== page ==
On the positive side, the percussionists were almost of professional caliber. They never overpowered the other sections, but they very much set the dynamics of the ensemble. Special mention must be made of the trombone solo in the opening movement of Holst’s suite. Holst himself was a trombone player before arthritis forced him to turn to teaching, and I think he would have been very pleased with the soloist’s fine legato playing.
Other special mention should be made of the generally fine playing by the tuba choir and the lower reeds. They had their moments of vagueness, but they generally provided a good foundation for the group’s overall sound and contributed some fine playing in their solos. Also on the first part of the program was an arrangement of “Jupiter” from The Planets and a very beautiful rendition of Percy Grainger’s “Colonial Song,” dished up for band. The Grainger featured a splendid saxophone solo, good phrasing and fine dynamic playing by the trumpet section.
The Christmas portion of the afternoon’s program contained two works by Alfred Reed, a couple of Christmas pops favorites by Leroy Anderson, and an audience sing-along on “White Christmas.” The Christmas numbers were somewhat more plagued with problems than the band standards in the first half of the concert. But then, at the very end, the Tennessee Valley Winds gave a performance of Leroy Anderson’s “Sleigh Ride” that showed just how good they were. While the audience jingled keys, change and anything that made a tintinnabulation, the artists played with precision, accuracy and a sense of fun. Their authority here was an indication of their growth.
Someone else’s birthday
When I saw the Blair School of Music’s Sunday-night offering, entitled “Happy Birthday Again, Beethoven,” I was reminded of all the December children that I have ever known. And then I wondered, when Beethoven was a kid, did he ever really have a birthday party of his own? Did Mrs. Beethoven’s own darling boy ever receive a present that was really for his birthday and not a gift honoring the Christmas season?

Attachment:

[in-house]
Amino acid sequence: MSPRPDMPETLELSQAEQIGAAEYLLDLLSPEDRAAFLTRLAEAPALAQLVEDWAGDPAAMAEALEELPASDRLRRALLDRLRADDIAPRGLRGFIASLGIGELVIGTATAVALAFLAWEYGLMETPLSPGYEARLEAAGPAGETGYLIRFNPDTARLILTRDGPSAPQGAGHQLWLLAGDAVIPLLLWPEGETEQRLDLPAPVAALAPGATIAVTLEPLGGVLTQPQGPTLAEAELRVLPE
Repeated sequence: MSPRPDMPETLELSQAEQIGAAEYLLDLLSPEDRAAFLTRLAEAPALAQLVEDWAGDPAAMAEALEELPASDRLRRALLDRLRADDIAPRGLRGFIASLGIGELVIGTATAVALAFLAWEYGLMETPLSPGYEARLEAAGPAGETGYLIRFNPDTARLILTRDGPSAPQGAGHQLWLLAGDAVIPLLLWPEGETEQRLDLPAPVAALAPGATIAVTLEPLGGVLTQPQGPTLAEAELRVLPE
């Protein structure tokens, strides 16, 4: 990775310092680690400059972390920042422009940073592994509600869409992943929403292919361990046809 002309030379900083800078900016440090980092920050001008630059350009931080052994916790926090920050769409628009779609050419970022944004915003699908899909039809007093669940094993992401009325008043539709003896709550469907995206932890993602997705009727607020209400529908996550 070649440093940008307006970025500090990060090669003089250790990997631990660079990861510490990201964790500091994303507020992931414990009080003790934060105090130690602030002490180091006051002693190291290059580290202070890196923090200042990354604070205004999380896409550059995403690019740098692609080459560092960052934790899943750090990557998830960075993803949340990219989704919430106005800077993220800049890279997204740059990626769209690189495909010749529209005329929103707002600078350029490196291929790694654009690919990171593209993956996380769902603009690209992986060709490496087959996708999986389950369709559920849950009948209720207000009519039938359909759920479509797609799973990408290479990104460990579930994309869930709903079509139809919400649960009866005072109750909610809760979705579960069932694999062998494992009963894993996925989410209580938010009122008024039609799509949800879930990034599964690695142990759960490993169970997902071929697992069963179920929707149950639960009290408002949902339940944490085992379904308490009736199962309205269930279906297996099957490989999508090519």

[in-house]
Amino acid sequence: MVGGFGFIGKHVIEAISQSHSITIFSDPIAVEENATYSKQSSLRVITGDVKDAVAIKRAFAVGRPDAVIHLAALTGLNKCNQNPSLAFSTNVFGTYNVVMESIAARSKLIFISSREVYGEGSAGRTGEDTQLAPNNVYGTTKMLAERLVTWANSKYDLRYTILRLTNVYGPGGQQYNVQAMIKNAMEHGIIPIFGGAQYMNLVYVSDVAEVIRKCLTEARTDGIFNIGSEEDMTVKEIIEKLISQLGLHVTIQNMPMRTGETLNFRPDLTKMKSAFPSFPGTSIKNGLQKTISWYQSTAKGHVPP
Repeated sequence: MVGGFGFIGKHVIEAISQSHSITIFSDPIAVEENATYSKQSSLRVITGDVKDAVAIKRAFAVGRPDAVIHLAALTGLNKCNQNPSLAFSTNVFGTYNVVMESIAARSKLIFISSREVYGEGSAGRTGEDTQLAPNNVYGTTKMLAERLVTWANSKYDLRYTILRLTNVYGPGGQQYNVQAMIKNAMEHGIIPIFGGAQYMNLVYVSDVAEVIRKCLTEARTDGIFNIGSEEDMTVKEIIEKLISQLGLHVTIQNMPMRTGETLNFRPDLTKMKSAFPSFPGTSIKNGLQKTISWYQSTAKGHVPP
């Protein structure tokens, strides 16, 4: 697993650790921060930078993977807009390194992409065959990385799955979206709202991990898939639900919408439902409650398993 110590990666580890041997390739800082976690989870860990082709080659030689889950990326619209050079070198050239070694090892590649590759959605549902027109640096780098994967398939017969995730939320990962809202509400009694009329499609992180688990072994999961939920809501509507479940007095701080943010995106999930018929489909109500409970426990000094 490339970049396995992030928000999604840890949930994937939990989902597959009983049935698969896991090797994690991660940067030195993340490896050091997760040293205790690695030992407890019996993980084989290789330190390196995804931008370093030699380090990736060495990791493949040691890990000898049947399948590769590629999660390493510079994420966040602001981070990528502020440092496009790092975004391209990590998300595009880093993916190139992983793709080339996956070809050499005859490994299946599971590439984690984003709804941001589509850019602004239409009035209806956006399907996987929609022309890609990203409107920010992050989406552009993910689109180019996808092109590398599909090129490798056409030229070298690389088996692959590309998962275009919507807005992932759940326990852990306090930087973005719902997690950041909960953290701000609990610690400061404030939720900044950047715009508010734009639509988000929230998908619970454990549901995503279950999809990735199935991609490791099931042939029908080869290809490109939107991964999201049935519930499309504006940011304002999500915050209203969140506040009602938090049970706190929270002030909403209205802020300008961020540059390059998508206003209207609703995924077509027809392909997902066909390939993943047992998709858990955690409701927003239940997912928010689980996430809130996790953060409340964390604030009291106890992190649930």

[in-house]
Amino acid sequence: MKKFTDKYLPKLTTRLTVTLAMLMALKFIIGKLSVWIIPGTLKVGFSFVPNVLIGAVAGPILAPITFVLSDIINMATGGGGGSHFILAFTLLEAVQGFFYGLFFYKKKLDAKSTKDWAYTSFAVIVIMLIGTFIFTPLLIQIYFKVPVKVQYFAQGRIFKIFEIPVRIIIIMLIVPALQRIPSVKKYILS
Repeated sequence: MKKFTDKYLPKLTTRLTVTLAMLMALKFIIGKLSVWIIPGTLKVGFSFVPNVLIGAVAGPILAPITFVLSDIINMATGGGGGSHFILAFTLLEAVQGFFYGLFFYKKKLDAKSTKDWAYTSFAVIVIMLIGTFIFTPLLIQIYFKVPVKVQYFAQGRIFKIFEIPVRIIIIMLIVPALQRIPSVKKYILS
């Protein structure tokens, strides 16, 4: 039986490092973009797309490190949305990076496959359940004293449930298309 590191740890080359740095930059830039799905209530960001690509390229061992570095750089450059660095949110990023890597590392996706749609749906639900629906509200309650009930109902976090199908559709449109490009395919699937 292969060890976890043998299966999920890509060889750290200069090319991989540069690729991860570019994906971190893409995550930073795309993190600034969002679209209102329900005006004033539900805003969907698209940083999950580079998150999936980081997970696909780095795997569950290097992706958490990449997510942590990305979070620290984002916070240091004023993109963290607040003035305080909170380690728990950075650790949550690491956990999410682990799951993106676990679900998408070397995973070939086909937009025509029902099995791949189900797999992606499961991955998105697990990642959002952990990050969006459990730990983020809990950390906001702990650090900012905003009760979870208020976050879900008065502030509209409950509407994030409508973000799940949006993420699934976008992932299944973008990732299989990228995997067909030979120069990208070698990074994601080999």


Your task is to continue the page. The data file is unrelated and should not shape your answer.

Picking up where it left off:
If Beethoven was cheated as a kid, the party atmosphere was in evidence at Blair School of Music as Steve Hyman and Fritchie Lawton, two pupils of Marilyn Shields, did two piano arrangements of Beethoven’s fourth and fifth piano concertos and a peculiar two-piano arrangement of Beethoven’s bagatelle “Für Elise.” Both performers were decidedly nonprofessionalHyman is an anesthesiologist and Lawton a fashion consultantbut the performers and the audience were having great fun, even when the going got rough.
Both Lawton and Hyman had some very good moments: Lawton’s playing in the cadenza to the first movement of the fourth piano concerto and Hyman’s opening attack of the fifth were both well done, but their tenacity was the most fascinating aspect of the performance. At one point in the fifth concerto, when Lawton lost her way in the piano reduction of the orchestral part, Hyman continued with his trill and Lawton came up with some very believable ersatz Beethoven. The janitor who had to sweep up the dropped notes had his job cut out for himbut was there ever a good party that didn’t require a lot of cleanup?
In closing, I point to a few upcoming musical reminders of Christmas present: The Cumberland Chamber Orchestra will bring its “A Classically Jazz Christmas” program to several area locations in the next few days; call 292-7815 for more information. The Nashville Symphony Orchestra and Chorus are doing Handel’s Messiah this Wednesday and Thursday night, Dec. 13 and 14, at the Ryman Auditorium. Many area churches will be doing Christmas programs during the next week; Vine Street Christian Church on Harding Road will be doing Bach and Rutter this coming Sunday afternoon. TicketMaster has tickets to the Tennessee Opera Theatre production of two short Menotti operas, Amahl and the Night Visitors and The Telephone, Dec. 22 and 23 at TPAC. And Beverly Buchanan will be giving the eighth annual Christmas Eve carillon concert beginning 4 p.m. Dec. 24 in the Belmont University Amphitheater.